Sugar vs. Fat: The Rundown
Updated: Oct 24, 2019
We live in a society that likes to put things into boxes. We like to categorize and slap a label onto things to help us make sense of our crazy world. When it comes to food, a variety of labels are used to categorize the things that we eat - spicy, salty, sweet, sour or bitter are common descriptors we assign to a food’s taste. We also tend to think of different foods as either ‘good’ or ‘bad’ for us.
With the obesity epidemic in North America spreading like wildfire, we often feel the need to single out specific foods or ingredients as being to blame. Over the past 30 years, fat and sugar have been the subject of much debate and commonly labeled as ‘bad’ or ‘unhealthy’. To make matters worse, the majority of the foods we’d consider comfort foods are loaded with either, or both.
Can all of our health woes be blamed on one ingredient or macronutrient? Can sugar or fat be labeled as inherently bad or good? Is one better, or a lesser ‘evil’, than the other? Do we really have an understanding of what each of these names really refer to?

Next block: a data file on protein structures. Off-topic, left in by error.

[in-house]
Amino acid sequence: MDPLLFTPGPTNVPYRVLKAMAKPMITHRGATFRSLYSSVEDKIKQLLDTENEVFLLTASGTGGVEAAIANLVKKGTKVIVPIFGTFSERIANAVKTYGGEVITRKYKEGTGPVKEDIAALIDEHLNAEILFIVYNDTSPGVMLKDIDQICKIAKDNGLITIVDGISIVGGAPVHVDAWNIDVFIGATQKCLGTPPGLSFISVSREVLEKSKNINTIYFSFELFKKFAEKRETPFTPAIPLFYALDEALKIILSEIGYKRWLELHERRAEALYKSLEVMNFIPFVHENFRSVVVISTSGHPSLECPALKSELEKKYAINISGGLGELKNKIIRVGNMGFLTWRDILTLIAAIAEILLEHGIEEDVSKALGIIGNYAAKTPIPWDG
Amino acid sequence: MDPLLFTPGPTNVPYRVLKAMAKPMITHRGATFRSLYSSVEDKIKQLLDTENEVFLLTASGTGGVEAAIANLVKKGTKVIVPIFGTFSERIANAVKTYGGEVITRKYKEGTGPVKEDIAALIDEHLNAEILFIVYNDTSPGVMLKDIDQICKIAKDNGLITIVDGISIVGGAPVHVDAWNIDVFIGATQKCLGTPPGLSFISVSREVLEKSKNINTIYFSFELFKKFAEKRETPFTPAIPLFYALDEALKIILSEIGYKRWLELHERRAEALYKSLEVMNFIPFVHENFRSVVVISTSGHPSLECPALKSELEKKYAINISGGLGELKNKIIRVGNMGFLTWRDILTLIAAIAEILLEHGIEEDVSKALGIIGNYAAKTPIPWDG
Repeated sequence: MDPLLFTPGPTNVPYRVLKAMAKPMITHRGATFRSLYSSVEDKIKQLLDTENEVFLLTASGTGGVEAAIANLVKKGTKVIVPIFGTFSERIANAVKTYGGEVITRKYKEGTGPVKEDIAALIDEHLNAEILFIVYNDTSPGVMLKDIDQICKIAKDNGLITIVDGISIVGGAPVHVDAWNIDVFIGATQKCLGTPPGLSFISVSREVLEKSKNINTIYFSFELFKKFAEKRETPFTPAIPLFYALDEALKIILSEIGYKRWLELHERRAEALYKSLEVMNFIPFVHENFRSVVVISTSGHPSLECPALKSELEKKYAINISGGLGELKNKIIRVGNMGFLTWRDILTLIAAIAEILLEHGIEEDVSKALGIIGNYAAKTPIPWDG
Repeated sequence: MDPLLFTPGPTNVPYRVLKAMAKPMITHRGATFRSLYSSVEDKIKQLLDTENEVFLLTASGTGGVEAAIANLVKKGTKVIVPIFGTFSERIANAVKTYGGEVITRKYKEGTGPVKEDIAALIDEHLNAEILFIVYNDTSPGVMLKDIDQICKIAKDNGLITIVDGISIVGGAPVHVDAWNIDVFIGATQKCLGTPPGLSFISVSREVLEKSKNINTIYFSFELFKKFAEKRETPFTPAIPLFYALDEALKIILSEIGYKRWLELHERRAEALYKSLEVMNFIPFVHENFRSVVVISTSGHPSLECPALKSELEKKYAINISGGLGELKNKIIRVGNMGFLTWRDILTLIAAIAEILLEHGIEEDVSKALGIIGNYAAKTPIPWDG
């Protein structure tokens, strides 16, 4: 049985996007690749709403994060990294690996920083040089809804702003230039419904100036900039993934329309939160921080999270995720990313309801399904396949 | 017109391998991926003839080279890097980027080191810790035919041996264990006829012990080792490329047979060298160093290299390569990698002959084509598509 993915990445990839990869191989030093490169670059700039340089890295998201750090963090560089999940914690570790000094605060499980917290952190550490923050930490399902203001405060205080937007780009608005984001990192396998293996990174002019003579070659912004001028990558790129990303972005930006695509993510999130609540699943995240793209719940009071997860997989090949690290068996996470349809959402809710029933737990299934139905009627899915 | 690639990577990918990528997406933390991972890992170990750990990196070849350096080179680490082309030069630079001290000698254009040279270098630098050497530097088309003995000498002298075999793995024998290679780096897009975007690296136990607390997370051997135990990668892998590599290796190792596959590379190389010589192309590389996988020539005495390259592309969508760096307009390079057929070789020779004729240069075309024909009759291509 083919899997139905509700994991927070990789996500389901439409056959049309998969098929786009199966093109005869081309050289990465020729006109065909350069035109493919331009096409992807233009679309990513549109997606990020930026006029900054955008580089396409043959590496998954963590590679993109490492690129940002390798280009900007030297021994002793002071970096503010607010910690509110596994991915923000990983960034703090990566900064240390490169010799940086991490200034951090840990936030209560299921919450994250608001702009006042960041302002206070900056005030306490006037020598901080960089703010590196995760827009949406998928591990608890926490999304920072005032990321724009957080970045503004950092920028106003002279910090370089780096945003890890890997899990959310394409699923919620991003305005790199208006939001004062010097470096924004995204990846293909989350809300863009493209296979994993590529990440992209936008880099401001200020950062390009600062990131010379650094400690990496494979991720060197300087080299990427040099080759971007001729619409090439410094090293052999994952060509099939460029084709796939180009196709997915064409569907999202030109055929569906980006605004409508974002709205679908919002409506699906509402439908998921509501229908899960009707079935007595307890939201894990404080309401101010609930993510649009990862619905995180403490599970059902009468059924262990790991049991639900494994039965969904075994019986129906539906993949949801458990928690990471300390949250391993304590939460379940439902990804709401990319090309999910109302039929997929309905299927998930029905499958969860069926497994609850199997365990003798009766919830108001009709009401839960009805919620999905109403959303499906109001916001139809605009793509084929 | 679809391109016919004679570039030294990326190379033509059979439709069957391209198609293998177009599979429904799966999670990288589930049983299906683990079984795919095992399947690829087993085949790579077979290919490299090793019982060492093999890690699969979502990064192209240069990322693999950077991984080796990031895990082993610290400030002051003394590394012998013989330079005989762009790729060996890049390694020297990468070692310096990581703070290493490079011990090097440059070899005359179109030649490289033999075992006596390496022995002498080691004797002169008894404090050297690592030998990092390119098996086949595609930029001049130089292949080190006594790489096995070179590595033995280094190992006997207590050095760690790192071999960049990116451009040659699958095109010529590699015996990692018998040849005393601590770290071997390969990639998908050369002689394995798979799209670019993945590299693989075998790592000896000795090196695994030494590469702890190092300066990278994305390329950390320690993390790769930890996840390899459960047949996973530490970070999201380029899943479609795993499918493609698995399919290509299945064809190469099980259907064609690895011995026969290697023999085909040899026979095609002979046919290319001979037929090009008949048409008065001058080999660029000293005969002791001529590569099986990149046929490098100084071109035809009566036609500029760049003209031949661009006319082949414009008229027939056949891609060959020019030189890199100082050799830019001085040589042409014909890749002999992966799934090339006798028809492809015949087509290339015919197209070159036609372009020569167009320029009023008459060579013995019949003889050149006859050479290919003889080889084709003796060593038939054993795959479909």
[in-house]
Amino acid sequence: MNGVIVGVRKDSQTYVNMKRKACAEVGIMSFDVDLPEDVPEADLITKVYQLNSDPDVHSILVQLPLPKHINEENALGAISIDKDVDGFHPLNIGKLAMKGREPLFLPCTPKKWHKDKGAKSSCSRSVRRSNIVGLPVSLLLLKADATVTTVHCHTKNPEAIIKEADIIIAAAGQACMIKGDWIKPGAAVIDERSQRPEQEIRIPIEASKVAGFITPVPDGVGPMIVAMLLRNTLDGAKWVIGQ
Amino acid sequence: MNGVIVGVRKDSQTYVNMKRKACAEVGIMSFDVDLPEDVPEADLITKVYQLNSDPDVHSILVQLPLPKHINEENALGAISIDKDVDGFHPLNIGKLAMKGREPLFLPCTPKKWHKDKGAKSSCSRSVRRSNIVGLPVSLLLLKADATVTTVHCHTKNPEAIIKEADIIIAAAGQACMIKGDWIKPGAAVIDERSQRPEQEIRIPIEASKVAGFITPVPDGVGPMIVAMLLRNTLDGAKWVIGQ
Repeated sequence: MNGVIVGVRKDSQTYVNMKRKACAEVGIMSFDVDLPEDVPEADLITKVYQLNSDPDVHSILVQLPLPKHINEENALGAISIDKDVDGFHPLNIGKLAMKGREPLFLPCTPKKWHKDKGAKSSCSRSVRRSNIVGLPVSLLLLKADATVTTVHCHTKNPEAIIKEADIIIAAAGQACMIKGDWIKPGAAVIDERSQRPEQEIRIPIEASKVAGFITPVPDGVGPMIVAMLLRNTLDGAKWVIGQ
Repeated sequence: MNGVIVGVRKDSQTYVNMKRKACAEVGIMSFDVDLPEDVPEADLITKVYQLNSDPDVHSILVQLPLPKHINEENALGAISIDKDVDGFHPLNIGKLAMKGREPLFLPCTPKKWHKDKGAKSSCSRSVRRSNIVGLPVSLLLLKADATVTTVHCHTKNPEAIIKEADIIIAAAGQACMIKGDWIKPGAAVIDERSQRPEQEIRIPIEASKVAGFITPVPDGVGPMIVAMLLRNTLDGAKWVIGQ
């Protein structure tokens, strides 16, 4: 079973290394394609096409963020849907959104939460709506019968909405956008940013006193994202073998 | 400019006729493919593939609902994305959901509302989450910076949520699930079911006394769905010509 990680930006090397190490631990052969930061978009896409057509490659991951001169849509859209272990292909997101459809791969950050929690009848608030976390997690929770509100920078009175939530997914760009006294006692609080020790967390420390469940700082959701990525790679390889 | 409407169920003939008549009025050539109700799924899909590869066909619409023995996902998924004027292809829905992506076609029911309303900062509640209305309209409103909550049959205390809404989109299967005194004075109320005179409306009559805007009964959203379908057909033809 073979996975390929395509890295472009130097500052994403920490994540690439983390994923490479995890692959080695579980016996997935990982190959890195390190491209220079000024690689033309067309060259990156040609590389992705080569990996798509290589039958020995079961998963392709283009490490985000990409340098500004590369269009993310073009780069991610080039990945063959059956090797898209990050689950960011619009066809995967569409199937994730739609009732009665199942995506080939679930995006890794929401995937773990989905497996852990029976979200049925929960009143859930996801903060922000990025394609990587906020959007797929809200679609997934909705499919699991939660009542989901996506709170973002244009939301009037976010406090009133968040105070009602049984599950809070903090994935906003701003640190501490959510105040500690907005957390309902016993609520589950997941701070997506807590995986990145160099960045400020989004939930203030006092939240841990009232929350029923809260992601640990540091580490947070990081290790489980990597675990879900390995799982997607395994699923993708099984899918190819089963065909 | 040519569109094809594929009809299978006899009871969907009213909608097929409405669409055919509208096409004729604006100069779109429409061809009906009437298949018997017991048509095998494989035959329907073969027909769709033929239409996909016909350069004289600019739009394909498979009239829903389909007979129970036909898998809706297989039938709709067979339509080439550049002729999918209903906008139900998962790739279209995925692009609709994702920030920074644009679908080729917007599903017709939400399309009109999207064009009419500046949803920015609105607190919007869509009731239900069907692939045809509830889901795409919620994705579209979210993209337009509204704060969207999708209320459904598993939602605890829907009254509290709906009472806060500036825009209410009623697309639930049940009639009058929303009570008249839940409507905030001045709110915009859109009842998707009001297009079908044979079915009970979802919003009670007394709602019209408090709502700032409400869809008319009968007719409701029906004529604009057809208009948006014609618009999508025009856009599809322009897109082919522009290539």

To help unravel these questions, let’s look at the basics. Or, if you want to get straight to my 5 key takeaways for the healthy consumption of fats and sugars, scroll to the bottom of this post.
Fat is a class of macronutrient, along with proteins and carbohydrates
Main form of energy storage in the body, and helps to insulate and protect our organs
Two main types: Saturated or unsaturated
Dietary fats help facilitate the absorption fat-soluble nutrients - Vitamins A, D, E and K
Fats are an essential building block of our cell membranes and of the fatty coating that insulates our nerve cells and enhances nerve transmission (myelin sheath)
The brain is comprised of 60% fat!